ABSA Bank
Absa Bank Kenya Chief Executive Officer Jeremy Awori.

As banks face pressure to lower interest rates to speed up economic recovery, the focus is shifting towards cost containment and increasing incomes from other sources.

Absa Banks’ 328.2 percent jump in net profit to Kes8.2 billion in the nine months ended September from Kes1.9 billion third quarter last year underlines this strategy.

The bank says it has been charging lower interest rates and has had to turn to creative ways of making money while supporting customers.

The bank whose loan price has dropped from 11.8 percent in December 2018 to 9.6 percent in September 2021 said it has been able to grow revenue 7 percent with growth in both net interest income and non-funded despite thinning margins as well as COVID-19 impact on fees and volumes.

Non-interest income from fees and commissions, forex trading, and other income increased to Kes8.7 billion from Kes8.3 billion while interest income grew to Kes23.5 billion from Kes23.2 billion.

Read also: Absa trailblazes social banking revolution in Kenya

“As a responsible financial partner, we have been repricing the book and passing on the benefits to our customers,” said Absa Bank Kenya Chief Executive Officer Jeremy Awori.

The lender cutting cost was key. The bank has been able to cut cost to income ratio, loan loss rate, and cost of funds by improving the quality of borrowers and diversifying deposits.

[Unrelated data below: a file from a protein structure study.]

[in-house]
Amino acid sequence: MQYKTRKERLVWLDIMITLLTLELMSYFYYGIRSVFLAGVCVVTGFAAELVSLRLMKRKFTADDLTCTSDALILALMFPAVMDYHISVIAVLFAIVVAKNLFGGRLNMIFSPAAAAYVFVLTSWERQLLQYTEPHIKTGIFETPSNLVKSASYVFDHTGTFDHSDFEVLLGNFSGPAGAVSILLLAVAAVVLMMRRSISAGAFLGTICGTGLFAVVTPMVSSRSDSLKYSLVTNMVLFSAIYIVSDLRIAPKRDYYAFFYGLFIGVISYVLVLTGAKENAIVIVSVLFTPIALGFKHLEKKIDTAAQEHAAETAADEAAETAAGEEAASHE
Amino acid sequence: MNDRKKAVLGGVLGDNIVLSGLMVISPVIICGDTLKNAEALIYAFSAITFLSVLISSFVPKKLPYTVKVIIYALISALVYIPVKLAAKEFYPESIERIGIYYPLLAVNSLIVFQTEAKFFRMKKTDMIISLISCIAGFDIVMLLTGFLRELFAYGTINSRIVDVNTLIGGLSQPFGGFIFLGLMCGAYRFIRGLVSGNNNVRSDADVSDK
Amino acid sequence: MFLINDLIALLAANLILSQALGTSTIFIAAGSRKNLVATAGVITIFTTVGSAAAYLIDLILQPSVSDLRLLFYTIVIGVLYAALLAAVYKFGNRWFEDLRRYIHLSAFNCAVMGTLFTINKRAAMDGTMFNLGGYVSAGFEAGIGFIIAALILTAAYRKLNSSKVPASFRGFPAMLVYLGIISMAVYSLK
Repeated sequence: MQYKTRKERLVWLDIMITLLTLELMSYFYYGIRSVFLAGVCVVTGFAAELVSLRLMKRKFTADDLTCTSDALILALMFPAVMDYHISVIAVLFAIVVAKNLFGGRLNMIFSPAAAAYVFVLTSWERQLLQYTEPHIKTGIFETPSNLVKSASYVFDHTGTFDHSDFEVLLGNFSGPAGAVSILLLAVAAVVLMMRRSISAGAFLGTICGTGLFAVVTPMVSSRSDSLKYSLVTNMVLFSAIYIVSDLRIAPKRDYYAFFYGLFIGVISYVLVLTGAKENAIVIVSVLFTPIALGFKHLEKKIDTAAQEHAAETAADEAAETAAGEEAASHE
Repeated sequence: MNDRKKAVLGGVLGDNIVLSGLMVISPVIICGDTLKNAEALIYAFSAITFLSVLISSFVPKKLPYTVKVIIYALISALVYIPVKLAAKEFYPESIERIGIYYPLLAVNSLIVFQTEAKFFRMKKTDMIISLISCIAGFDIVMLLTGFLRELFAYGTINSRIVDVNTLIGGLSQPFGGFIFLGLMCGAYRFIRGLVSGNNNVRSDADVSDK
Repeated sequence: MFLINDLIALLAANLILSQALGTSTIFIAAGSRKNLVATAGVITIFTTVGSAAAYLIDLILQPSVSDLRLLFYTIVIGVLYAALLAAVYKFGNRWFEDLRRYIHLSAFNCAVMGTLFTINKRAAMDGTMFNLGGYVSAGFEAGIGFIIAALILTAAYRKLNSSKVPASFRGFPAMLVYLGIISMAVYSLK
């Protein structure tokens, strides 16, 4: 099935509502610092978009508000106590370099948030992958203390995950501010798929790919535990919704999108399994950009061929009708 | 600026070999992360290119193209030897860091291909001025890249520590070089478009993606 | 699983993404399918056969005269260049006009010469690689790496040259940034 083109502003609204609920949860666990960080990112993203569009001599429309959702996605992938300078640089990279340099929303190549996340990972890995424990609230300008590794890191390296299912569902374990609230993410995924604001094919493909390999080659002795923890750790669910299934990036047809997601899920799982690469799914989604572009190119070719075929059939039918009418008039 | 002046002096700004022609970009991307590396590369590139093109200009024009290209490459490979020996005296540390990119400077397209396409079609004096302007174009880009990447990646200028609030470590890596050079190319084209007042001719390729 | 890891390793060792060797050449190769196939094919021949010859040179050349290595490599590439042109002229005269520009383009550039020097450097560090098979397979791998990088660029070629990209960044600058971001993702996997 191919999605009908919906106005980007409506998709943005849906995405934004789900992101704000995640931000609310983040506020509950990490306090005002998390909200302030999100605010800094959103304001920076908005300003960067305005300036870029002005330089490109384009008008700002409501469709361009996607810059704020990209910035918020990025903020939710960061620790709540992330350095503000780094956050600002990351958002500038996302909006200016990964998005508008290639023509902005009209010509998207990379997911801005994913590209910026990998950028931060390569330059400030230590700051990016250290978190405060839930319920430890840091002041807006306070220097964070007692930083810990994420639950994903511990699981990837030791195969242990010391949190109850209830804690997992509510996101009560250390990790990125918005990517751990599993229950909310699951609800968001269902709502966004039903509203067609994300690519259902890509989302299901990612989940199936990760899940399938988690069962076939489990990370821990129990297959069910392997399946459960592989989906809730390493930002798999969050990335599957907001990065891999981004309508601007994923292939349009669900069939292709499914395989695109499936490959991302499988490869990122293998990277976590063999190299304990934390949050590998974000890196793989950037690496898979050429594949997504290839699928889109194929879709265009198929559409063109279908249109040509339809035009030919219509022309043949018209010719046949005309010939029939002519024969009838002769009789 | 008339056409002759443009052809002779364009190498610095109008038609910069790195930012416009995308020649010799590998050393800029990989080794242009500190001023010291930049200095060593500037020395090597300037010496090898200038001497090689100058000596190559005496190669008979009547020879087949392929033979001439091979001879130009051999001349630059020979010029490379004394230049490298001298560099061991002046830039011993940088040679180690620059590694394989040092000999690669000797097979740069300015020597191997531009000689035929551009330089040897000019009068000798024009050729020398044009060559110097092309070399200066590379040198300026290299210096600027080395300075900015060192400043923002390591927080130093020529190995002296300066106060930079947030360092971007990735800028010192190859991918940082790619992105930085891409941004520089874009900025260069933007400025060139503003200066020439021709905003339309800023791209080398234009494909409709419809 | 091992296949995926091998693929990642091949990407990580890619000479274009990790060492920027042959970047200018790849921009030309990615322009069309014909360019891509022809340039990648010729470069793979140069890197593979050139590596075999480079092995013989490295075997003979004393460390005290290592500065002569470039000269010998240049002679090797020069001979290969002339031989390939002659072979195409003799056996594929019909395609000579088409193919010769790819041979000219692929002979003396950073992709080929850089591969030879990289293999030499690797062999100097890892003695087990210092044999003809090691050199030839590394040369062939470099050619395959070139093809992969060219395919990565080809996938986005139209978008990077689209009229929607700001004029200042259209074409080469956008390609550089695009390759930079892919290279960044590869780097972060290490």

The bank saw a three percent decline in operational costs to Kes12 billion from Kes12.5 billion while the lender was no longer required to meet Kes1.9 billion rebranding costs experienced last year.

Absa spent heavily in rebranding and technology change as part of its separation from its former London-based parent company, Barclays Plc.

Quality loans saw a lower expectation of default which also cut loan loss provisioning 55 percent to Kes3.4 billion from Kes7.5 billion.

The lender says its balance sheet is strong enough to enable it to pursue growth and the resumption of dividend payments.

Banks are under increasing social pressure to help sustain the economic recovery by helping keep the cost of loans low and providing access to small businesses.

According to the Kenya National Bureau of Statistics, the country’s economy expanded 10.1 percent in the second quarter of the year on the back of a rebound in economic activity compared with a similar period last year when tough Covid-19 containment measures led to a 4.7 percent contraction.

The growth recorded was mainly as a result of easing Covid-19 containment measures that facilitated the gradual resumption of economic activities.

Banks hope this will reduce default rates and stimulate demand for loans uplifting interest incomes while helping contain expenditure.

[email protected]

Leave a comment